Olga Dies Dreaming by Xochitl Gonzalez
Xochitl Gonzalez’s exploration of identity among the Puerto Rican diaspora is irresistibly warm yet entirely uncompromising
“Everybody’s got a job, everybody’s got a dream,” sings Lin-Manuel Miranda in his scrappy debut musical In the Heights. About this, at least, the cult Puerto Rican-American writer and performer is correct. From undocumented Dreamers to the ever-elusive American Dream, America has always – for better or worse – defined itself through vision. It’s a declaration of optimism, perhaps, but also of fundamental dissonance: a tension between self-image and reality that unsettles everything.
The protagonists of Olga Lies Dreaming know this tension well. The children of Puerto Rican immigrants from a rapidly gentrifying area of Brooklyn, the two siblings – Olga, wedding planner to New York’s Succession-like elite and Pietro, an AOC-style Congressman – have won the dreaming lottery. Yet beneath their poster-child lives lie decades-long scars: their mother’s abandonment to fight for Puerto Rican independence, their father’s traumatising illness. Taking place in the months surrounding the devastation of Hurricane Maria, Xochitl Gonzalez’s exploration of diasporic identity is irresistibly warm yet entirely uncompromising, honing in on the weight of trying to make it in a country that has ravaged your own.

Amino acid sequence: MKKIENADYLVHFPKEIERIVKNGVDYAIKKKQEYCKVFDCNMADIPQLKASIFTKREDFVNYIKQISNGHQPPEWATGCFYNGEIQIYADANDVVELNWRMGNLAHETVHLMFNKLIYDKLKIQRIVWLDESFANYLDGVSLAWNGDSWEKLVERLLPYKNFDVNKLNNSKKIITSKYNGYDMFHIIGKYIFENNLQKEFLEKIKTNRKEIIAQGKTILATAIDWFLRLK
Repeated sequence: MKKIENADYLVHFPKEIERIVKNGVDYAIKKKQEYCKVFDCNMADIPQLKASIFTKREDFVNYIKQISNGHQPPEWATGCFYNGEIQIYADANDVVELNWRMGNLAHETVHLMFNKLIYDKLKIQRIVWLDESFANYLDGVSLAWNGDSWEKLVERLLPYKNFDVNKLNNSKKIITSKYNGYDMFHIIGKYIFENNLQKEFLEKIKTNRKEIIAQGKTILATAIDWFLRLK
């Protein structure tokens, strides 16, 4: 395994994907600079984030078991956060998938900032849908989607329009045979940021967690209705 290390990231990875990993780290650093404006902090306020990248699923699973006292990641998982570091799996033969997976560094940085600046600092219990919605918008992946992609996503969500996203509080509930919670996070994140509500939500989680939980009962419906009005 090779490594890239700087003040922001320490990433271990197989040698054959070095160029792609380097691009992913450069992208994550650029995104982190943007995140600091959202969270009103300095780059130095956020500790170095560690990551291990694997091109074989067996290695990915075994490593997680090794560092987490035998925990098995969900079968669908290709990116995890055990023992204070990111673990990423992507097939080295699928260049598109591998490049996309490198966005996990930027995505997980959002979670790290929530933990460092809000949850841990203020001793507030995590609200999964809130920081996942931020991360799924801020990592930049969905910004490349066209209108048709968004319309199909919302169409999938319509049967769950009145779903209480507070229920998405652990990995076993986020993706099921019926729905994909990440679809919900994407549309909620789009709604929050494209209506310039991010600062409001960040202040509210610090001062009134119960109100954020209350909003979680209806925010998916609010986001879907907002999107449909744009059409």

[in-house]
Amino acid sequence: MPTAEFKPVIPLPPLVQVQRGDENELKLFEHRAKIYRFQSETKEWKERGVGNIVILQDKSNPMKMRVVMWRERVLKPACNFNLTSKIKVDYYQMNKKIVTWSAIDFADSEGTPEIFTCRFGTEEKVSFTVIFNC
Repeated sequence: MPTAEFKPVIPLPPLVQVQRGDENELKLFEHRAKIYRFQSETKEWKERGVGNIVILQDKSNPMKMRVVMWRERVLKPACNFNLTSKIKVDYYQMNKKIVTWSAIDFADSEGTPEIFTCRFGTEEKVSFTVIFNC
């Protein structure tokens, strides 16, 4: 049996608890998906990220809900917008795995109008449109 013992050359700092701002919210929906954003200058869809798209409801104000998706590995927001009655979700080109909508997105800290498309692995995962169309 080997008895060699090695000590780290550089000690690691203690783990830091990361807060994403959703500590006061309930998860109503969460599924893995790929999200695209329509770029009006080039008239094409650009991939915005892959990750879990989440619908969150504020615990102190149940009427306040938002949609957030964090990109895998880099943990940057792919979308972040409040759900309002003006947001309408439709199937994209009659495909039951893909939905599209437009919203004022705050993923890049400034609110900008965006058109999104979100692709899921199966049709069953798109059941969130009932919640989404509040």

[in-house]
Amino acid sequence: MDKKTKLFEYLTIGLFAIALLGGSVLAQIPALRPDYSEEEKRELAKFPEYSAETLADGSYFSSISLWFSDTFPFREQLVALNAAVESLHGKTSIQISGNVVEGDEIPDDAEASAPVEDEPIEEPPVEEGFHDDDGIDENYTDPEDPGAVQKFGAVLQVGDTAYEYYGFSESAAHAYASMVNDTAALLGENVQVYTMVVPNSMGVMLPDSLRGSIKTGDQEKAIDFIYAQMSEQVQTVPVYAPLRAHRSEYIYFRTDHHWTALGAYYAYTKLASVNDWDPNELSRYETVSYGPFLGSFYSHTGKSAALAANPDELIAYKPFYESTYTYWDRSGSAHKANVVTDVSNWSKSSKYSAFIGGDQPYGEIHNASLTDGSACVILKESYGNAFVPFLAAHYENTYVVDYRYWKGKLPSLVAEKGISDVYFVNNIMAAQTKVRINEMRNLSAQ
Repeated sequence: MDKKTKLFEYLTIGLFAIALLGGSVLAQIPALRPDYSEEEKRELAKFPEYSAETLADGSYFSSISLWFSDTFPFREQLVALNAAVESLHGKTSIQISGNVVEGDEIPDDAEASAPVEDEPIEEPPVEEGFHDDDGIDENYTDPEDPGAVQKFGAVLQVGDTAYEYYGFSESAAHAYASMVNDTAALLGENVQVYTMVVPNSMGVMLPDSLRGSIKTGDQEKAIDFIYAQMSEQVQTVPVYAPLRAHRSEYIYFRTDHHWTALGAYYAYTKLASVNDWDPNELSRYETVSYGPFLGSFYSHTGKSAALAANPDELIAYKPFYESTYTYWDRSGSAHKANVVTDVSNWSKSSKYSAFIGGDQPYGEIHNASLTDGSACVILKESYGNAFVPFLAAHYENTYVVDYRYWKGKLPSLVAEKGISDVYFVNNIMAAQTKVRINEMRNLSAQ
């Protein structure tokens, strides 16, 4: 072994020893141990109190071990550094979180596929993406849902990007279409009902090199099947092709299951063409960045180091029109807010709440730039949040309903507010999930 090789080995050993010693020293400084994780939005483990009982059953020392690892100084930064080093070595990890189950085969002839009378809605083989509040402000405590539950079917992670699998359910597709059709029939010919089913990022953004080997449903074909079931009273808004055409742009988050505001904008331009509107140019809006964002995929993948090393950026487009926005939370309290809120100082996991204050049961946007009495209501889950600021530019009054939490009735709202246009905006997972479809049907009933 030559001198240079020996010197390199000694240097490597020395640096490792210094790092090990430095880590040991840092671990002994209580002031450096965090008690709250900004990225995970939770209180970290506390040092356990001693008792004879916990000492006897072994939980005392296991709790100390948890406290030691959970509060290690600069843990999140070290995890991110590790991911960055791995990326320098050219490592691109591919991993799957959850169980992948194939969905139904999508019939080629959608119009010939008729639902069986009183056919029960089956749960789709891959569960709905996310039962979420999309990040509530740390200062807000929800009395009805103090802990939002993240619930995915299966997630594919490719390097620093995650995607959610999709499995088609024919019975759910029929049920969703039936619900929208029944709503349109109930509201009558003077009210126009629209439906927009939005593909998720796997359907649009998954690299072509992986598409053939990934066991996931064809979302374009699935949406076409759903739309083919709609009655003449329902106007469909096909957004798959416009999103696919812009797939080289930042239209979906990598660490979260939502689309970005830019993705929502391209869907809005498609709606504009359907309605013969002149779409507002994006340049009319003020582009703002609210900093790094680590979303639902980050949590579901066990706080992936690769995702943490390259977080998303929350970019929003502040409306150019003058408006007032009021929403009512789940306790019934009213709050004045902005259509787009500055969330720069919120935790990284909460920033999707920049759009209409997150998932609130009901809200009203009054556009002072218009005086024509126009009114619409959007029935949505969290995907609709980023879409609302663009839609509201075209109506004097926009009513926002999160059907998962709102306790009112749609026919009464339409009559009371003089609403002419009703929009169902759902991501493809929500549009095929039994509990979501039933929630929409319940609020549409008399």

The narrative trips along with evocative rhythm, a straight-shooting prose that, just like its heroes, hides a tender heart beneath a tough, wryly reflexive exterior. And when Hurricane Maria lands Gonzalez pulls no punches, centuries of systemic neglect and oppression contained in devastated infrastructure and two siblings’ unshakeable anger.